Educator urges teaching pre-schoolers to read early

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Preschool teachers were told that they cannot prevent their students from becoming criminals, but they must equip themselves with the tools to prepare the young minds for the world.
In addressing teachers, acting principal of the Antigua State College (ASC), Dr. Patricia Benn, told educators that young children can learn to read early but it requires the meticulous and dedicated effort of their teachers.
“Children who go to preschool are likely to read at grade level by grade three, and persons who learn to read by grade three are less likely to drop out of school; when they stay in school, they are more likely not to become vagrants and criminals or end up in prison,” Benn said.
Speaking to a room packed with mostly female educators to mark Professional Development Day, Dr. Benn referenced the “School to prison pipeline,” research that states children who develop sound reading skills at an early age tend to become productive members of their societies.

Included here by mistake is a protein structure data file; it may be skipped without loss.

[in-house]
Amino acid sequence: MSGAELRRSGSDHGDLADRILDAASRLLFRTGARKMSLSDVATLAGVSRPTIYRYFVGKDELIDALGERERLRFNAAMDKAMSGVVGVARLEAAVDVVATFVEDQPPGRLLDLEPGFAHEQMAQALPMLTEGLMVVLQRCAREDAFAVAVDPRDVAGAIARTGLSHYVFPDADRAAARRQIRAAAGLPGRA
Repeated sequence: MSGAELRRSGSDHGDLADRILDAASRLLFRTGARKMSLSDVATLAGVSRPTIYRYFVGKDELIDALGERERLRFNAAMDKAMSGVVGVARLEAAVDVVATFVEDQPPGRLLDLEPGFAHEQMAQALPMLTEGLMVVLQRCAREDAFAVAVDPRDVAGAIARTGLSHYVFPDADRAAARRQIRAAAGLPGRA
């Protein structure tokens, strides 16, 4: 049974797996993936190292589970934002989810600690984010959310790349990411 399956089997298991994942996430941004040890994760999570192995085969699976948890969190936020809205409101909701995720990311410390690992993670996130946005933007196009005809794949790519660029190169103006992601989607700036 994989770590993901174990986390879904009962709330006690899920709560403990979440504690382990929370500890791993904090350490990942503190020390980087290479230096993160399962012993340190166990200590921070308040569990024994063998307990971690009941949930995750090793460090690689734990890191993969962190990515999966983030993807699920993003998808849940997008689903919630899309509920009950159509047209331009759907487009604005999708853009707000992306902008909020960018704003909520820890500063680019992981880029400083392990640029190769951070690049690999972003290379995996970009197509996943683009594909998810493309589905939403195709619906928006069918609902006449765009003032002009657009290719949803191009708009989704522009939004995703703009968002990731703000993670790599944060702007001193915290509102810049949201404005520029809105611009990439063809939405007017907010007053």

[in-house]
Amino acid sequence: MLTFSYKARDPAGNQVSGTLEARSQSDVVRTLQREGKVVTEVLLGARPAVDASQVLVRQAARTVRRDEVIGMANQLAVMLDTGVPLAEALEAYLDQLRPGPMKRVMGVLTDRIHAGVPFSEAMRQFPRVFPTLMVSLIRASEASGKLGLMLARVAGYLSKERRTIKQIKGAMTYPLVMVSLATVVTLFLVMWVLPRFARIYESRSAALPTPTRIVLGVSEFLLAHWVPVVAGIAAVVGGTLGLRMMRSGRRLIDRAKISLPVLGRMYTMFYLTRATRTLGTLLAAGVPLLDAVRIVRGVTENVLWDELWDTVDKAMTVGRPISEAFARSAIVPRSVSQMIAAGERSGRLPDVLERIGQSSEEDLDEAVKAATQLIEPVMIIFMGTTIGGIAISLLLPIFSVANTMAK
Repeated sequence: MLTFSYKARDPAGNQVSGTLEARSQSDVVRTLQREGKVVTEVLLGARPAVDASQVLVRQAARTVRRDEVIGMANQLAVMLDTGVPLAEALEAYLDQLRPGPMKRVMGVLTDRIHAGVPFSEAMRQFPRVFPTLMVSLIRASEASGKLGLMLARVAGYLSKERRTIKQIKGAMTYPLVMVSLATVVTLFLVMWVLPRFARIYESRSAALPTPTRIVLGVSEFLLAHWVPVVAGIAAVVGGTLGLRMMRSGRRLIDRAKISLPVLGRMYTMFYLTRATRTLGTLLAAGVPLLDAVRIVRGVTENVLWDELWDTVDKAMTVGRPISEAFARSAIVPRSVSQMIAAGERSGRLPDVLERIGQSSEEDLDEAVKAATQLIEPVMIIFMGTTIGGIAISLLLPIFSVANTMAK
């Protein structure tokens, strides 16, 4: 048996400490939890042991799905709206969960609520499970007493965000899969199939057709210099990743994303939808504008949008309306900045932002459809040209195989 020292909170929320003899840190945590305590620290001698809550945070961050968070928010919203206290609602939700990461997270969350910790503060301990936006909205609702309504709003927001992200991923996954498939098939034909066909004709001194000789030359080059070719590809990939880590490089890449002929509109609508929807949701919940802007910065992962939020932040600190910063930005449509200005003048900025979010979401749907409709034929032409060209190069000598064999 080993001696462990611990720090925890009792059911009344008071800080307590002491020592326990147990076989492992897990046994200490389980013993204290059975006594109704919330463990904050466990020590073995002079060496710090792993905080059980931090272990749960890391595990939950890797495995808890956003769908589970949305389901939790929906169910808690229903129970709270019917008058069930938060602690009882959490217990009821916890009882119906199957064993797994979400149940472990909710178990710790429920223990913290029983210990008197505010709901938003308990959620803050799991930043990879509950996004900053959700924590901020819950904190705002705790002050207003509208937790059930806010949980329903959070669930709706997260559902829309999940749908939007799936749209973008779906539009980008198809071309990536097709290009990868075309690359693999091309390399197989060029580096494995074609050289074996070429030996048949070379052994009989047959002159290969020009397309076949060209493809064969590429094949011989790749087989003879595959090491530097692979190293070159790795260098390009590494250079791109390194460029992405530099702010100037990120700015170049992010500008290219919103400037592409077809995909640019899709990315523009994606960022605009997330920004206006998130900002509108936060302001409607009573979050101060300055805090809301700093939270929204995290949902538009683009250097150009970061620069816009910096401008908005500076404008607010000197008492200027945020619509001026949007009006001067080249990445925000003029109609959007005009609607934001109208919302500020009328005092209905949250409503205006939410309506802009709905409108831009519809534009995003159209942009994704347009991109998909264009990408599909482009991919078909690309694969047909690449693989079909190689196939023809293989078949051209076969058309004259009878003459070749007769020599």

Dr. Benn challenged educators to play their roles well so that children will be excited about learning to read.
The vice-principal, who has been working at the ASC for over 20 years, said that young children can learn to read with the right motivation.
“Then after that, they read to learn,” Dr. Benn added. “As you broaden your knowledge base and explore career paths in early childhood education, many of you may be at preschool now, but look at the ladder,” she posited.
Dr. Benn added that her colleagues should not limit themselves and become comfortable with their current responsibilities, but should pursue higher learning that will provide avenues to advance their personal development.
The educator, who spent 17 years in the Department of Teacher Training, where she served as the head for 10 years, has been the vice principal of the ASC for four years and currently serves as the acting principal.

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